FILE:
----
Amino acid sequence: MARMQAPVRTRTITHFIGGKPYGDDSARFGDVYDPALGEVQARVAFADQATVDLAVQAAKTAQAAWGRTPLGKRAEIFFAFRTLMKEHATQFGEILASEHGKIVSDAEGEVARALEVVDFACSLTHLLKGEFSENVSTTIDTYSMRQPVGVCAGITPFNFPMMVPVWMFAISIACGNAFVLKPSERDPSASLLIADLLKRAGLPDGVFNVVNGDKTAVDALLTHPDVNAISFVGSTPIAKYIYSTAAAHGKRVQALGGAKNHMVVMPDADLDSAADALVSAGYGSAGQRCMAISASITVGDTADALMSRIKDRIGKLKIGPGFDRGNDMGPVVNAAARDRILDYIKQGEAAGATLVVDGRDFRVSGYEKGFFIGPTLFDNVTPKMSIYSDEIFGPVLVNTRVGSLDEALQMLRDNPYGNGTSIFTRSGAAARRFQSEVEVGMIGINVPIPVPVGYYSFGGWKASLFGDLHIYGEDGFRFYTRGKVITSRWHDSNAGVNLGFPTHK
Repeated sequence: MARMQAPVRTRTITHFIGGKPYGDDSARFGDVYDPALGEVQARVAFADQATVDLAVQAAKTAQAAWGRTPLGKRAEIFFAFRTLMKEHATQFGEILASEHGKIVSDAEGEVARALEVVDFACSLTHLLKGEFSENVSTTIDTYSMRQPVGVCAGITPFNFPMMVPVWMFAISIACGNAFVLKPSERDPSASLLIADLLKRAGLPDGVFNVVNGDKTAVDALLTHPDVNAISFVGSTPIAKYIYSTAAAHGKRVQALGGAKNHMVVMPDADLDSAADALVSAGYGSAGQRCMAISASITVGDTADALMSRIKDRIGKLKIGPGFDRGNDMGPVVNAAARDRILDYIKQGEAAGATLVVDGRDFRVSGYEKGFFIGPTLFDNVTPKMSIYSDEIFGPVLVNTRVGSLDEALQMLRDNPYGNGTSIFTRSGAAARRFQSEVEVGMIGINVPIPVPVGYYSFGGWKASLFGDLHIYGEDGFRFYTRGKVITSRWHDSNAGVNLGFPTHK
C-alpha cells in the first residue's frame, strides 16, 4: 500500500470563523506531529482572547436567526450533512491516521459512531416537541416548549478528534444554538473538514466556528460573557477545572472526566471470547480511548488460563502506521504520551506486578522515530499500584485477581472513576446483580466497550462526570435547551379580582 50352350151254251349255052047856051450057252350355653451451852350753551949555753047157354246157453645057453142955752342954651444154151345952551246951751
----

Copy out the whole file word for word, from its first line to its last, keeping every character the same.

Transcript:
Amino acid sequence: MARMQAPVRTRTITHFIGGKPYGDDSARFGDVYDPALGEVQARVAFADQATVDLAVQAAKTAQAAWGRTPLGKRAEIFFAFRTLMKEHATQFGEILASEHGKIVSDAEGEVARALEVVDFACSLTHLLKGEFSENVSTTIDTYSMRQPVGVCAGITPFNFPMMVPVWMFAISIACGNAFVLKPSERDPSASLLIADLLKRAGLPDGVFNVVNGDKTAVDALLTHPDVNAISFVGSTPIAKYIYSTAAAHGKRVQALGGAKNHMVVMPDADLDSAADALVSAGYGSAGQRCMAISASITVGDTADALMSRIKDRIGKLKIGPGFDRGNDMGPVVNAAARDRILDYIKQGEAAGATLVVDGRDFRVSGYEKGFFIGPTLFDNVTPKMSIYSDEIFGPVLVNTRVGSLDEALQMLRDNPYGNGTSIFTRSGAAARRFQSEVEVGMIGINVPIPVPVGYYSFGGWKASLFGDLHIYGEDGFRFYTRGKVITSRWHDSNAGVNLGFPTHK
Repeated sequence: MARMQAPVRTRTITHFIGGKPYGDDSARFGDVYDPALGEVQARVAFADQATVDLAVQAAKTAQAAWGRTPLGKRAEIFFAFRTLMKEHATQFGEILASEHGKIVSDAEGEVARALEVVDFACSLTHLLKGEFSENVSTTIDTYSMRQPVGVCAGITPFNFPMMVPVWMFAISIACGNAFVLKPSERDPSASLLIADLLKRAGLPDGVFNVVNGDKTAVDALLTHPDVNAISFVGSTPIAKYIYSTAAAHGKRVQALGGAKNHMVVMPDADLDSAADALVSAGYGSAGQRCMAISASITVGDTADALMSRIKDRIGKLKIGPGFDRGNDMGPVVNAAARDRILDYIKQGEAAGATLVVDGRDFRVSGYEKGFFIGPTLFDNVTPKMSIYSDEIFGPVLVNTRVGSLDEALQMLRDNPYGNGTSIFTRSGAAARRFQSEVEVGMIGINVPIPVPVGYYSFGGWKASLFGDLHIYGEDGFRFYTRGKVITSRWHDSNAGVNLGFPTHK
C-alpha cells in the first residue's frame, strides 16, 4: 500500500470563523506531529482572547436567526450533512491516521459512531416537541416548549478528534444554538473538514466556528460573557477545572472526566471470547480511548488460563502506521504520551506486578522515530499500584485477581472513576446483580466497550462526570435547551379580582 50352350151254251349255052047856051450057252350355653451451852350753551949555753047157354246157453645057453142955752342954651444154151345952551246951751